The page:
„Nature is a part of our humanity, and without some awareness and experience of that divine mystery man ceases to be man.“

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Henry Beston23
American writer 1888 - 1968
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„Anything that we are aware of at a given moment forms part of our consciousness, making conscious experience at once the most familiar and most mysterious aspect of our lives.“

—  Max Velmans British psychologist 1942
Susan Schneider and Max Velmans (2008). "Introduction". In: Max Velmans, Susan Schneider. The Blackwell Companion to Consciousness. Wiley.

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„Our sensorium is that essential medium between the divine and human mind, through which God reveals to man the knowledge of nature, and is our only door of correspondence with God or with man.“

—  Ethan Allen American general 1738 - 1789
Context: There has in the different parts and ages of the world, been a multiplicity of immediate and wonderful discoveries, said to have been made to godly men of old by the special illumination or supernatural inspiration of God, every of which have, in doctrine, precept and instruction, been essentially different from each other, which are consequently as repugnant to truth, as the diversity of the influence of the spirit on the multiplicity of sectaries has been represented to be. These facts, together with the premises and inferences as already deduced, are too evident to be denied, and operate conclusively against immediate or supernatural revelation in general; nor will such revelation hold good in theory any more than in practice. Was a revelation to be made known to us, it must be accommodated to our external senses, and also to our reason, so that we could come at the perception and understanding of it, the same as we do to that of things in general. We must perceive by our senses, before we can reflect with the mind. Our sensorium is that essential medium between the divine and human mind, through which God reveals to man the knowledge of nature, and is our only door of correspondence with God or with man. Ch. V Section II - Containing Observations on the Providence and Agency of God, as it Respects the Natural and Moral World, with Strictures on Revelation in General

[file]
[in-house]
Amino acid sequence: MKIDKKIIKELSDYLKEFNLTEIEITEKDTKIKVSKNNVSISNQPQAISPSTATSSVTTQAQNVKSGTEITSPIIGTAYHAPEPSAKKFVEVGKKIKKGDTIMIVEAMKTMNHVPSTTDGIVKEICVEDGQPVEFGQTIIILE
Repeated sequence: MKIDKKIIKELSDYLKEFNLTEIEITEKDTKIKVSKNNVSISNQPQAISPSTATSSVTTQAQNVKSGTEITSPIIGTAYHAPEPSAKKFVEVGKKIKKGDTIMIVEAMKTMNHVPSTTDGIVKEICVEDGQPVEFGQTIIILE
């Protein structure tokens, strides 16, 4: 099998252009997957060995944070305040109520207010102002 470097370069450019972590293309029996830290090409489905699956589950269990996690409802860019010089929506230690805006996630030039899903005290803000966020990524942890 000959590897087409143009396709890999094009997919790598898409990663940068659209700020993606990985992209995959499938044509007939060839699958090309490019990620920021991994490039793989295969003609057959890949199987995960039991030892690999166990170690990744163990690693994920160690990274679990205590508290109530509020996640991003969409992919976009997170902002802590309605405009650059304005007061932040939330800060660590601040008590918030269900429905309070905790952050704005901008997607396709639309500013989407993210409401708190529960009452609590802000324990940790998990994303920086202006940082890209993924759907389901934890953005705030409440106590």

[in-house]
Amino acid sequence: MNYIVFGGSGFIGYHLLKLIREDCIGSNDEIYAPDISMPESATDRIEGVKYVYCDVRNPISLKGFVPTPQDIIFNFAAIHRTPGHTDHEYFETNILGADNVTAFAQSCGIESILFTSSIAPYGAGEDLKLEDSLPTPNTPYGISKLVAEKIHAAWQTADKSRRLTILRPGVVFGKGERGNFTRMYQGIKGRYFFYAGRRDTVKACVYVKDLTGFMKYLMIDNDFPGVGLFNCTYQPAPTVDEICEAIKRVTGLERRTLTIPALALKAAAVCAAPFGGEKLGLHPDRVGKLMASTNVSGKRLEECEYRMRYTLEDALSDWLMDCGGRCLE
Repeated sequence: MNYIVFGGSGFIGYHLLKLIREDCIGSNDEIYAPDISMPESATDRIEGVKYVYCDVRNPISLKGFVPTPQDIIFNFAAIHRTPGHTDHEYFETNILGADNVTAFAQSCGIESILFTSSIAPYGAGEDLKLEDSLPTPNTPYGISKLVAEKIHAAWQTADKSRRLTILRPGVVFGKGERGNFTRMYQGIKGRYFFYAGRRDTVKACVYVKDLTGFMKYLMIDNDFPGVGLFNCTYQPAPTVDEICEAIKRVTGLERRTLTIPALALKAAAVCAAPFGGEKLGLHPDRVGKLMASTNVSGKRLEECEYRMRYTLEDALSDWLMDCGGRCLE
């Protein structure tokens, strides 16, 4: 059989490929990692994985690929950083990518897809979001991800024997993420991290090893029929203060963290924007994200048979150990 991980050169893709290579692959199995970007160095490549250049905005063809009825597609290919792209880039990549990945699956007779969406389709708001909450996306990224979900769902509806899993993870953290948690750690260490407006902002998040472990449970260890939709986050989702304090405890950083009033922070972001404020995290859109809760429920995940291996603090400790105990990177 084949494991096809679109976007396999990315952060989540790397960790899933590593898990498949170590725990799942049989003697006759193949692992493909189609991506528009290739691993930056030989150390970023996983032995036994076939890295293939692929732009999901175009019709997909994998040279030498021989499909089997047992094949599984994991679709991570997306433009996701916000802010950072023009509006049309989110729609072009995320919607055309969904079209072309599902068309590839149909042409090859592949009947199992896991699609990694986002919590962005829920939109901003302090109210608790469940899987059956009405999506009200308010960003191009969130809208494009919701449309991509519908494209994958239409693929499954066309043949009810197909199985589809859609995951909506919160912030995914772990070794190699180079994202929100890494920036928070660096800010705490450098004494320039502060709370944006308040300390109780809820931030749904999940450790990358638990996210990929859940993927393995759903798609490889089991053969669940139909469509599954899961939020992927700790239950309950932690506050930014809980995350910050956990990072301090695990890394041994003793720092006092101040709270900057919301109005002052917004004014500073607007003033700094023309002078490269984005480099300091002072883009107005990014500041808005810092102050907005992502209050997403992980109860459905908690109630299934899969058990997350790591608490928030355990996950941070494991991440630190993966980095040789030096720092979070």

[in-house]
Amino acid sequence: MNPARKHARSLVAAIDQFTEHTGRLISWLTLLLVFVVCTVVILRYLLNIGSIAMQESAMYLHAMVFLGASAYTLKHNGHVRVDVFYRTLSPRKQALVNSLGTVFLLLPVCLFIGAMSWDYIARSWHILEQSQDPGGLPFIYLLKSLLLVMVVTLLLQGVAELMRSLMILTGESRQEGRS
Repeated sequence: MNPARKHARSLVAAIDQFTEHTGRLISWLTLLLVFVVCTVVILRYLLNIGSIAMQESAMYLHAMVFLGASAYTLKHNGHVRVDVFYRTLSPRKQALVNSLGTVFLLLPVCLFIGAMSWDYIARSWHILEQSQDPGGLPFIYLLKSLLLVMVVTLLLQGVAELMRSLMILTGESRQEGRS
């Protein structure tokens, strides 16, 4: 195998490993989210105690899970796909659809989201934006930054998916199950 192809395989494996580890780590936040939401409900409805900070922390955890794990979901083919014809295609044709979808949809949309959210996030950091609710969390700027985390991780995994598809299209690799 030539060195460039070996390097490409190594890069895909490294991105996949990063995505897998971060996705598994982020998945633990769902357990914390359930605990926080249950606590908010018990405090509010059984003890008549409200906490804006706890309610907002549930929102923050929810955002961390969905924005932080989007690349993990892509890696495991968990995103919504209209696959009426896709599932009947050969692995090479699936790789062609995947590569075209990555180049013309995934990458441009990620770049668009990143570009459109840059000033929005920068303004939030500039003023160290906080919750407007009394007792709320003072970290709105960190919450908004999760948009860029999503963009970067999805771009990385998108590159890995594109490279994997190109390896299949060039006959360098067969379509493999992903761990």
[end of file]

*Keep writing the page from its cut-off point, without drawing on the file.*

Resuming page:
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„Art is a mystery.
A mystery is something immeasurable.
In so far as every child and woman and man may be immeasurable, art is the mystery of every man and woman and child. In so far as a human being is an artist, skies and mountains and oceans and thunderbolts and butterflies are immeasurable; and art is every mystery of nature.“

—  E.E. Cummings American poet 1894 - 1962
Context: Art is a mystery. A mystery is something immeasurable. In so far as every child and woman and man may be immeasurable, art is the mystery of every man and woman and child. In so far as a human being is an artist, skies and mountains and oceans and thunderbolts and butterflies are immeasurable; and art is every mystery of nature. Nothing measurable can be alive; nothing which is not alive can be art; nothing which cannot be art is true: and everything untrue doesn’t matter a very good God damn... "Foreword to an Exhibit: I" (1944)

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„It was divine nature which gave us the country, and man's skill that built the cities.“

—  Marcus Terentius Varro ancient latin scholar -116 - -27 a.C.
Marcus Porcius Cato on Agriculture : Marcus Terentius Varro on Agriculture. W.D. Hooper & H.B. Ash. (translation). Harvard University Press, 1993. Bk. 3, ch. 1

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„Science cannot solve the ultimate mystery of nature. And that is because, in the last analysis, we ourselves are part of nature and therefore part of the mystery that we are trying to solve.“

—  Max Planck, Where is Science Going?
Where is Science Going? (1932) Variants: Science cannot solve the ultimate mystery of nature. And that is because, in the last analysis, we ourselves are a part of the mystery that we are trying to solve. Science cannot solve the ultimate mystery of nature, for in the final analysis we ourselves are part of the mystery we are trying to solve.

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